‘Alexandre knew how to go get new market share’, says Olivier Denigot, an early stage investor in the SME. ‘This is how the company was able to develop processes for the manufacture of smartphones, computer tablets and ultra-slim laptops.’ iPhone shells are currently one of the flagship products for which RocTool’s processes allow rapid production at an affordable cost and in an environmentally-friendly way. Guichard’s real breakthrough was for his company to get listed on NYSE Euronext Paris in 2008, just before the crisis really hit. It managed to leverage 3.2 million euro on the markets during its first year.  

The move has enhanced the company’s credibility amongst its cautious industrial partners and has allowed the work force to be reinforced with highly qualified specialists in the industry, helping the company to remain at the cutting edge. ‘One of RocTool’s divisions is now responsible for the monitoring of new technologies, the next big thing that will come onto the market and that we want to help produce,’ says Guichard. ‘As we do not produce anything ourselves: we sell licenses to our customers so that they can use the technology that we own’.

It is a kind of therapy for French companies to participate in European programmes such as Eurostars.

Olivier Denigot, Investment Director at UFG-Siparex

The European star

Another of Guichard’s coups was to create a demonstrator that would prove the quality of its technology. In 2008, in a single day, Guichard’s PR team managed to gather no less than 200 companies, including some industry moguls in the small company premises in Le Bourget du Lac, a town in the South of France. Some of the world’s biggest car producers had made the trip but not a single one was French. The managers and investors of the company concede that the scepticism of their compatriots was also a key motivation in the development of RocTool as they knew from the start that they needed an international clientele.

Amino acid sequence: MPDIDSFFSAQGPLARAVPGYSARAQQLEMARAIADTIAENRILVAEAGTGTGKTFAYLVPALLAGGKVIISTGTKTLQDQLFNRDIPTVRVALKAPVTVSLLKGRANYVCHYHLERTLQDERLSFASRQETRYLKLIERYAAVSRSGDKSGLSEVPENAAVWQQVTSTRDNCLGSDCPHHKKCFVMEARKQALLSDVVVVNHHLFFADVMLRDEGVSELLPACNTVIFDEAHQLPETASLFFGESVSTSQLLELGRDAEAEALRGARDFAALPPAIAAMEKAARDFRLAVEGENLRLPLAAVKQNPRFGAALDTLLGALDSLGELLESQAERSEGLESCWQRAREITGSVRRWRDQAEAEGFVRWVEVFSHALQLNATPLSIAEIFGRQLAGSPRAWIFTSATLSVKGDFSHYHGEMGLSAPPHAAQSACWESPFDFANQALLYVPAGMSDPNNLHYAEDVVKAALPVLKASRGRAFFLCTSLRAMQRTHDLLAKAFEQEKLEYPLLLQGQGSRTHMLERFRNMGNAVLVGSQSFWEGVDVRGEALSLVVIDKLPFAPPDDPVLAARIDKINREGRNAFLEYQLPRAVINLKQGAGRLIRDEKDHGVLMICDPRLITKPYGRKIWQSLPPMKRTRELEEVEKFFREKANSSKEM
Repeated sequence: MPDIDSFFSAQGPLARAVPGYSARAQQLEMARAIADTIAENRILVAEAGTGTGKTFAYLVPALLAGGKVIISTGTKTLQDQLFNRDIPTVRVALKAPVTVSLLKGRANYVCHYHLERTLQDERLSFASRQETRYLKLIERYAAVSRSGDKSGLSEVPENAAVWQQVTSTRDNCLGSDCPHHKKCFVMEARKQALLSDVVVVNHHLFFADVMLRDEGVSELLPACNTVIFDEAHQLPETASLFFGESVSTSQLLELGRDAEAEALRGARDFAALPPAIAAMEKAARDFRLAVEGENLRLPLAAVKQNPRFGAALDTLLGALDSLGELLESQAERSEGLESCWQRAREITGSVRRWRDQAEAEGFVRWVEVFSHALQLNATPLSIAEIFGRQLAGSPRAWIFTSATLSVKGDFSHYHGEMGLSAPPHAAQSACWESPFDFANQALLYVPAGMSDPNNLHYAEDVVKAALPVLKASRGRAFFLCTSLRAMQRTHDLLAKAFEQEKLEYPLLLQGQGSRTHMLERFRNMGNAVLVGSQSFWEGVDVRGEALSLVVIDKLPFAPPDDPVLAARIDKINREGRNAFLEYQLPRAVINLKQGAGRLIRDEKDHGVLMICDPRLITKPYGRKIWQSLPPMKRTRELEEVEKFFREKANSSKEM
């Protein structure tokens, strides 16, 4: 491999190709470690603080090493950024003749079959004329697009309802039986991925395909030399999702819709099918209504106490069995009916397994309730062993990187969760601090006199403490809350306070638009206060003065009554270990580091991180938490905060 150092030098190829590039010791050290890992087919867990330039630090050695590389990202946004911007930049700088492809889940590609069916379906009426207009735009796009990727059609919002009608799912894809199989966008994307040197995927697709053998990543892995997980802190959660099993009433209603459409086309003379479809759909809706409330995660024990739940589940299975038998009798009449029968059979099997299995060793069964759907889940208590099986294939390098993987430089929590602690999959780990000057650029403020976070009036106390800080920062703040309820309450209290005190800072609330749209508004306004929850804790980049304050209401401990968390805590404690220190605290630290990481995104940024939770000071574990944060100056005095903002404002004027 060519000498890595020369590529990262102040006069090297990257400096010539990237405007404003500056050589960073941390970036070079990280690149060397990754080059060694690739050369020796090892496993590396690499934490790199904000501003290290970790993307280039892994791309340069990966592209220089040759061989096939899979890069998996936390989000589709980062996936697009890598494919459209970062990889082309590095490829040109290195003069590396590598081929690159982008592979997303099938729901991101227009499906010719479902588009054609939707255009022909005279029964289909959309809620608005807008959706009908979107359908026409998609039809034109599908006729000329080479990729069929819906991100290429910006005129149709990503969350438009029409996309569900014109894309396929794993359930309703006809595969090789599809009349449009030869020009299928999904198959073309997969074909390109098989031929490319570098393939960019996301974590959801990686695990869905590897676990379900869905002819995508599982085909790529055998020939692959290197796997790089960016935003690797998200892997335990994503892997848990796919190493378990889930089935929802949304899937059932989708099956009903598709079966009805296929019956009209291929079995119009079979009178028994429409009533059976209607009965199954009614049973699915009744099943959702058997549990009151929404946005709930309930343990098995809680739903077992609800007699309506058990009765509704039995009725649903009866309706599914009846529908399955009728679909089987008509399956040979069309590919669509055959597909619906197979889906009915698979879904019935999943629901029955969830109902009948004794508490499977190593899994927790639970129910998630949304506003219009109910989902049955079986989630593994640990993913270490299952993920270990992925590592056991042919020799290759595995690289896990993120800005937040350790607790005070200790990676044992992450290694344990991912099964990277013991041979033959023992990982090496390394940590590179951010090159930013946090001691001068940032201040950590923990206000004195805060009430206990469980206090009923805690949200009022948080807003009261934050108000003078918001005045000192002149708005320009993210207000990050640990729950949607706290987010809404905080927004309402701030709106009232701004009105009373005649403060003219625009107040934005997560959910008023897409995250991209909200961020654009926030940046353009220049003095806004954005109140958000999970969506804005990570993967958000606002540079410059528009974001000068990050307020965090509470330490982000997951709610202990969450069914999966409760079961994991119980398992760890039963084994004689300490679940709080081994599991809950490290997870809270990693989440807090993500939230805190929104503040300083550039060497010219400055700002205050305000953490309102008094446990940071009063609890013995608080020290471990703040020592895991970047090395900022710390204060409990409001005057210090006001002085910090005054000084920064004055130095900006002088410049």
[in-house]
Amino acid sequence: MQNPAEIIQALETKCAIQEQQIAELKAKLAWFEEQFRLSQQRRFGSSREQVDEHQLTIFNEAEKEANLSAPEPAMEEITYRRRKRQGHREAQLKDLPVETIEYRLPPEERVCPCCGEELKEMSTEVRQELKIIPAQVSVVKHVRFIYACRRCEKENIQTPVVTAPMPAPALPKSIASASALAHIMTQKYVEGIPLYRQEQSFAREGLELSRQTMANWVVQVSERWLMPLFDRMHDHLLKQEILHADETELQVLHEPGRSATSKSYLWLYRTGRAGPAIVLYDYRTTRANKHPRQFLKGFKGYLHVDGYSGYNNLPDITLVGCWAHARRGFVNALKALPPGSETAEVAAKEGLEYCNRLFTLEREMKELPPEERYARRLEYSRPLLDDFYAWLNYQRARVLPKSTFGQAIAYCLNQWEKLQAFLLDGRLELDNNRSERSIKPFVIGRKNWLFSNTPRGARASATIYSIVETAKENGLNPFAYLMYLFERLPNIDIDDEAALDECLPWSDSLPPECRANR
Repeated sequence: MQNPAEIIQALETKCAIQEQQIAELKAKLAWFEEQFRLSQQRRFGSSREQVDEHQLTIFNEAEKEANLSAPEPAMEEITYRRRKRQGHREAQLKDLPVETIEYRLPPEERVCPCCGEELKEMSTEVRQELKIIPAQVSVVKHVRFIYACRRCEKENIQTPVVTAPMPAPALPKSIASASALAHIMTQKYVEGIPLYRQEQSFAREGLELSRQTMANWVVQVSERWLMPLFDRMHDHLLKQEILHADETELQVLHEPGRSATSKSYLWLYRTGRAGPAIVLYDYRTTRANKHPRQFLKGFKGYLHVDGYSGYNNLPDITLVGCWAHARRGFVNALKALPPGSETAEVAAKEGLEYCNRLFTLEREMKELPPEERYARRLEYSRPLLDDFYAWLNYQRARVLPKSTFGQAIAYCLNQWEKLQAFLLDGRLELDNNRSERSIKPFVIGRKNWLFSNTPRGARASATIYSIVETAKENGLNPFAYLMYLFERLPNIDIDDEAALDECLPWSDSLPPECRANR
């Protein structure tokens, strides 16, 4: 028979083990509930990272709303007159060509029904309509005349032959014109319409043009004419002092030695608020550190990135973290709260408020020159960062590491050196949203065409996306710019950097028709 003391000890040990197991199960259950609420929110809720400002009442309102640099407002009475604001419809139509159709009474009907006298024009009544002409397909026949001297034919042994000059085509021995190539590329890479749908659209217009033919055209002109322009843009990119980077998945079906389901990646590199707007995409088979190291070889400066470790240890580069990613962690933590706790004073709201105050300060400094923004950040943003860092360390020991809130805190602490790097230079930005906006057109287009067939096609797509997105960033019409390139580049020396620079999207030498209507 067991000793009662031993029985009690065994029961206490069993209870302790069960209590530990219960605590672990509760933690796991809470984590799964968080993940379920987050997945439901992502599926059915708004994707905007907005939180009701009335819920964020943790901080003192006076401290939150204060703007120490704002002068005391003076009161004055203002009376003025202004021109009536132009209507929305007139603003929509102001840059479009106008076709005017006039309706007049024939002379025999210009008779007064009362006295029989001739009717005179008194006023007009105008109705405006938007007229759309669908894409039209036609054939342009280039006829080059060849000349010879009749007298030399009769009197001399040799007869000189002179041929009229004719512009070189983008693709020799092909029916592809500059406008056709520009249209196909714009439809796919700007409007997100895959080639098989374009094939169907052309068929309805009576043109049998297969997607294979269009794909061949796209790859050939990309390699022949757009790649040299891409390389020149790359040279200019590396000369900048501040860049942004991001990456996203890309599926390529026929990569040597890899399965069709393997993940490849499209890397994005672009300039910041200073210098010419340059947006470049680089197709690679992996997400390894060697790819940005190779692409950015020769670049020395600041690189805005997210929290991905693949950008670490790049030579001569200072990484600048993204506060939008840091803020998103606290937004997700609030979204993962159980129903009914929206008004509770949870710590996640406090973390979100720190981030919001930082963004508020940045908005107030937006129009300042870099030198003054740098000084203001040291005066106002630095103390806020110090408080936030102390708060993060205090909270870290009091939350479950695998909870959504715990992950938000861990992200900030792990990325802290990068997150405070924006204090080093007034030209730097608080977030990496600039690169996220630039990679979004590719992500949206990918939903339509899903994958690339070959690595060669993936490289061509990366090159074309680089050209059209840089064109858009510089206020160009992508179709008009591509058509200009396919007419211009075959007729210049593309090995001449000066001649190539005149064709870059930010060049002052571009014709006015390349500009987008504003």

The SME’s primary market is now Asia. ‘France can be a difficult market for innovative companies and we sometimes have an issue with going international,’ admits investor Olivier Denigot. ‘It is a kind of therapy for French companies to participate in European programmes such as Eurostars.’ Building up on the success of its first demonstration, RocTool launched a tour in 2010, with events held in France, Germany, Japan and the USA. Approximately 1500 companies world-wide have participated in these events and discovered the SME’s techniques first hand, helping the company to greatly grow in value.

‘We sold our Roctool shares to another European company and not to the Americans or Asians as it usually happens, which is something we are hoping to do more in the future,’ says Denigot. ‘Unfortunately, it is often difficult to find a European player willing to buy this kind of company’, he adds. Compared with the United States, we still have an issue in leveraging low-cost technologies onto the markets.’ Olivier Denigot says this issue arises because of the fragmentation of the European market. He thinks that Eurostars is however showing the way for Europe to become an innovative economy: ‘In Europe, we should capitalise on hard science and innovation not software, that is where our know-how truly lies.’